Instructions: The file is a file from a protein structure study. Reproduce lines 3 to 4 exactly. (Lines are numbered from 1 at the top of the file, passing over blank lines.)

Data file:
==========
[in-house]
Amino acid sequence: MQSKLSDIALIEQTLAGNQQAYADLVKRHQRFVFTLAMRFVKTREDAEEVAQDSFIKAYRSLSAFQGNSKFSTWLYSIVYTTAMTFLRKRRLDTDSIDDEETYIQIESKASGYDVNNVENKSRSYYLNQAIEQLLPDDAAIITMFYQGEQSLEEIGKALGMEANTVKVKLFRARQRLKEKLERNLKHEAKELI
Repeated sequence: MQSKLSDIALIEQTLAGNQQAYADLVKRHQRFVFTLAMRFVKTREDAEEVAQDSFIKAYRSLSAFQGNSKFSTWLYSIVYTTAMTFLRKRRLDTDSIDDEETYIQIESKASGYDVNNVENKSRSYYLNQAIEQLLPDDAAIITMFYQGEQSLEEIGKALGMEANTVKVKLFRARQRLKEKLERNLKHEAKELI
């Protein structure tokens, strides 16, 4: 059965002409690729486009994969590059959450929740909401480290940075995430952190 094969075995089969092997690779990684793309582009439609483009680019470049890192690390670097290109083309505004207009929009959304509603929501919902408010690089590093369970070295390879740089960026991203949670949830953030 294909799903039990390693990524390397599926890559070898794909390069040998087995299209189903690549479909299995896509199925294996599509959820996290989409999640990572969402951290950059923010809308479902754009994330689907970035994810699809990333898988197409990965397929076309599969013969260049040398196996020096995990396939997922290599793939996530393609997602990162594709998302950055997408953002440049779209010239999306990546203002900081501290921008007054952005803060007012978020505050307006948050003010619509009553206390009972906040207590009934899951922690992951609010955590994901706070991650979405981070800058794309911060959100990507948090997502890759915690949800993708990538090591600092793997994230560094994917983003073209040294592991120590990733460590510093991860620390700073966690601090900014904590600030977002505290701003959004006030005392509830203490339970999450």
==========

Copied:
Repeated sequence: MQSKLSDIALIEQTLAGNQQAYADLVKRHQRFVFTLAMRFVKTREDAEEVAQDSFIKAYRSLSAFQGNSKFSTWLYSIVYTTAMTFLRKRRLDTDSIDDEETYIQIESKASGYDVNNVENKSRSYYLNQAIEQLLPDDAAIITMFYQGEQSLEEIGKALGMEANTVKVKLFRARQRLKEKLERNLKHEAKELI
């Protein structure tokens, strides 16, 4: 059965002409690729486009994969590059959450929740909401480290940075995430952190 094969075995089969092997690779990684793309582009439609483009680019470049890192690390670097290109083309505004207009929009959304509603929501919902408010690089590093369970070295390879740089960026991203949670949830953030 294909799903039990390693990524390397599926890559070898794909390069040998087995299209189903690549479909299995896509199925294996599509959820996290989409999640990572969402951290950059923010809308479902754009994330689907970035994810699809990333898988197409990965397929076309599969013969260049040398196996020096995990396939997922290599793939996530393609997602990162594709998302950055997408953002440049779209010239999306990546203002900081501290921008007054952005803060007012978020505050307006948050003010619509009553206390009972906040207590009934899951922690992951609010955590994901706070991650979405981070800058794309911060959100990507948090997502890759915690949800993708990538090591600092793997994230560094994917983003073209040294592991120590990733460590510093991860620390700073966690601090900014904590600030977002505290701003959004006030005392509830203490339970999450």